$9.00 / Paperback / 242 pages
1stBooks Library / 2001
Post-Colonial Economic Relations / Colonialism
In the midst of current debates on the merits and drawbacks of globalization, considerable attention has been paid to the plight of "developing" or "third-world countries." Most of the countries of the so-called third world are also former colonies. Their economies were developed expressly to provide raw materials and cheap or forced labor for the "mother" countries, enabling them to chart a rapid path to industrial development. When the "first world" countries finally gave the "third world" its freedom, they left those nations underdeveloped and dependent on expensive imports. From this point of disadvantage, the countries of the "third world" were forced to "develop" themselves to the best of their ability.
In her present treatise, the author, New York Lawyer and political economist Gemma Thomas, expounds on the difficulties faced by previously colonized countries as they attempt to make their economies viable and poses a crucial question for the development of third-world countries, the good conscience of the former colonizers, and the prosperity and peace of the world: Should previously colonized countries continue to use traditional paths to development, or should they be assisted in finding their own way by their former colonial masters?
The author calls for the former colonial powers to be held accountable for the economic hardships faced by the developing world and gives concrete examples of countries that have tried free trade, imposing levies on their natural resource extraction, privatization, including the example of the newly industrialized countries (NICs) such as Brazil and Taiwan. She points out that while these attempts may have brought about some growth, the growth has been uneven in the case of free trade; at the expense of the impoverishment of large sectors of the population in the case of privatization and the NICs; or as in the case of levies, occasioned retaliatory measures by the particular foreign companies involved. While discussing the difficulties of the Cuban foreign policy initiatives on the African continent, she demonstrates the constraints that economic backwardness has imposed on South Africa, emphasizing the unevenness of the development there and the disenfranchisement of the majority black population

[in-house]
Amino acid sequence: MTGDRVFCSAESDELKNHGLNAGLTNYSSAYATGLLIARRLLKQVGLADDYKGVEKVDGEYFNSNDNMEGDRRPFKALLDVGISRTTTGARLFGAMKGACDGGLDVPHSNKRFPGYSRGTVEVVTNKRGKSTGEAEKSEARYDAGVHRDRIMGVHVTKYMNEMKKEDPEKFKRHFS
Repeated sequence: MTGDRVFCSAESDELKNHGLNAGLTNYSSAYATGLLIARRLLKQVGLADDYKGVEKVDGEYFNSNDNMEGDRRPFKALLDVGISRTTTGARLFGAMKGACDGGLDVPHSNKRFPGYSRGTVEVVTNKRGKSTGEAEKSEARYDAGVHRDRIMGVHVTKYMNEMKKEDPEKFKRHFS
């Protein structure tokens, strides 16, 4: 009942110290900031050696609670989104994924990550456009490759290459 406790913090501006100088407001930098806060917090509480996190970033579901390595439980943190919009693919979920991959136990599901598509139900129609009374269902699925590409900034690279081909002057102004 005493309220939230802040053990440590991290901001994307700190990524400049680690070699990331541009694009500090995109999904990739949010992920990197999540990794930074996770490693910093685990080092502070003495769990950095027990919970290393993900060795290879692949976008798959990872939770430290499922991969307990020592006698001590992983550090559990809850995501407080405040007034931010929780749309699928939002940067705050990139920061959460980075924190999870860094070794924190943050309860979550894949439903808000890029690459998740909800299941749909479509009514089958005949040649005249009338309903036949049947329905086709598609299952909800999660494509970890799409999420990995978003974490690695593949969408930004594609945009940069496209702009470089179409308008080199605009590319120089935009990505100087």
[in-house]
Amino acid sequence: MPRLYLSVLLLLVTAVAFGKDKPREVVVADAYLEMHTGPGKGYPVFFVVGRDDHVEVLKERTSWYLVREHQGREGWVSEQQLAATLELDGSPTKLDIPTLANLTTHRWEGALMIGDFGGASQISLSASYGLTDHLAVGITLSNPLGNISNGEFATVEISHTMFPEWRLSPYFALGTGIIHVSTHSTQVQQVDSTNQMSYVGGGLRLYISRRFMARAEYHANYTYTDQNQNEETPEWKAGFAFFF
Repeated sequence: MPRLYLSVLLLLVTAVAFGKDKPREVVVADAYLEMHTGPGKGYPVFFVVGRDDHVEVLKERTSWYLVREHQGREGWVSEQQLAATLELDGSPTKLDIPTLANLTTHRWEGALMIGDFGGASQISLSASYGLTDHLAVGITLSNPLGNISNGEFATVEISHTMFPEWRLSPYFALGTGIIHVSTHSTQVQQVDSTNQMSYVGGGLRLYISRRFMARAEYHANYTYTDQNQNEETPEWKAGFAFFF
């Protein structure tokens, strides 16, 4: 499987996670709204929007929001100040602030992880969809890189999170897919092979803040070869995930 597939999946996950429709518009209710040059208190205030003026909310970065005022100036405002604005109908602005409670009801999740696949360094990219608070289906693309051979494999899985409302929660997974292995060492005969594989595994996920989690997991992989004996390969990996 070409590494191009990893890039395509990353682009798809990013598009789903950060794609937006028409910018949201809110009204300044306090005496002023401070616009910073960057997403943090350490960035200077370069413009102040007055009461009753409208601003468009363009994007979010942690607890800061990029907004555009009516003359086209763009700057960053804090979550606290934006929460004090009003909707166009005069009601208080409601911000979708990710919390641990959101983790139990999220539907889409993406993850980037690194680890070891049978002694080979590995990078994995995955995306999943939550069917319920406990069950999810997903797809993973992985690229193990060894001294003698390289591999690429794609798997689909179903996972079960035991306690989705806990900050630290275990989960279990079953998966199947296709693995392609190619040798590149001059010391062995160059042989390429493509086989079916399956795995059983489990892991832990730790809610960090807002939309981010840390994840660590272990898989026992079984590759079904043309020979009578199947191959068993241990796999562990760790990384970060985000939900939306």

In reviewing the uneven growth achieved by free tradeóa growth almost entirely achieved at the expense of the impoverishment of large sectors of the population, Thomas stresses that the hurdles are still innumerable for those former colonies running the belated race to "development," as her studies demonstrate. Throughout the Third World, the very few rich get richer while the poor majority continues to suffer. New paths to development and needs-based diversification are required, but also "first world" assistance if these impoverished countries are ever to chart a successful path to development. Someone must help "colonialismís children," and it is only historically just for that help to come from the former colonial powers, the "colonial fathers" who sired them.